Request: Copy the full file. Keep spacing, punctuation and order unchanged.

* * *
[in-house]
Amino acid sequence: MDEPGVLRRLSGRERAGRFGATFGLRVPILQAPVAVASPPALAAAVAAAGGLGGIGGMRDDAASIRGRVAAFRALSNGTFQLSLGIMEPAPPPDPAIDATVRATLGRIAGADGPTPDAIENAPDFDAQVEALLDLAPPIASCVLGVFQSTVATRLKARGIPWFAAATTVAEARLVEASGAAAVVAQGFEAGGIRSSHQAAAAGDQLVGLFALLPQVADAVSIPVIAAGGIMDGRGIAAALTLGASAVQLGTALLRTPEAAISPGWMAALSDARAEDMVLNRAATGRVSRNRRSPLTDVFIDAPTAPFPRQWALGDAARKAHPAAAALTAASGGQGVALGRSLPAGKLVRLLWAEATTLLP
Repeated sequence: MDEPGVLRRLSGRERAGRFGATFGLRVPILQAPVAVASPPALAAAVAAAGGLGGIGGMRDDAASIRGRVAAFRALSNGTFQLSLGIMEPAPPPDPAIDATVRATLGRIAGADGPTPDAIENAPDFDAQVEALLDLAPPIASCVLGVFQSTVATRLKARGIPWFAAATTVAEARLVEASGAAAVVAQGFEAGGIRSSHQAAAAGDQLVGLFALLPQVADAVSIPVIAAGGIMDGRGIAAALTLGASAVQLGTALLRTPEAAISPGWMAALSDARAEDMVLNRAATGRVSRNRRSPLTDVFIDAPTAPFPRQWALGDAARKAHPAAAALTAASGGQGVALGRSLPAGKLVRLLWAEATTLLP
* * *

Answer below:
[in-house]
Amino acid sequence: MDEPGVLRRLSGRERAGRFGATFGLRVPILQAPVAVASPPALAAAVAAAGGLGGIGGMRDDAASIRGRVAAFRALSNGTFQLSLGIMEPAPPPDPAIDATVRATLGRIAGADGPTPDAIENAPDFDAQVEALLDLAPPIASCVLGVFQSTVATRLKARGIPWFAAATTVAEARLVEASGAAAVVAQGFEAGGIRSSHQAAAAGDQLVGLFALLPQVADAVSIPVIAAGGIMDGRGIAAALTLGASAVQLGTALLRTPEAAISPGWMAALSDARAEDMVLNRAATGRVSRNRRSPLTDVFIDAPTAPFPRQWALGDAARKAHPAAAALTAASGGQGVALGRSLPAGKLVRLLWAEATTLLP
Repeated sequence: MDEPGVLRRLSGRERAGRFGATFGLRVPILQAPVAVASPPALAAAVAAAGGLGGIGGMRDDAASIRGRVAAFRALSNGTFQLSLGIMEPAPPPDPAIDATVRATLGRIAGADGPTPDAIENAPDFDAQVEALLDLAPPIASCVLGVFQSTVATRLKARGIPWFAAATTVAEARLVEASGAAAVVAQGFEAGGIRSSHQAAAAGDQLVGLFALLPQVADAVSIPVIAAGGIMDGRGIAAALTLGASAVQLGTALLRTPEAAISPGWMAALSDARAEDMVLNRAATGRVSRNRRSPLTDVFIDAPTAPFPRQWALGDAARKAHPAAAALTAASGGQGVALGRSLPAGKLVRLLWAEATTLLP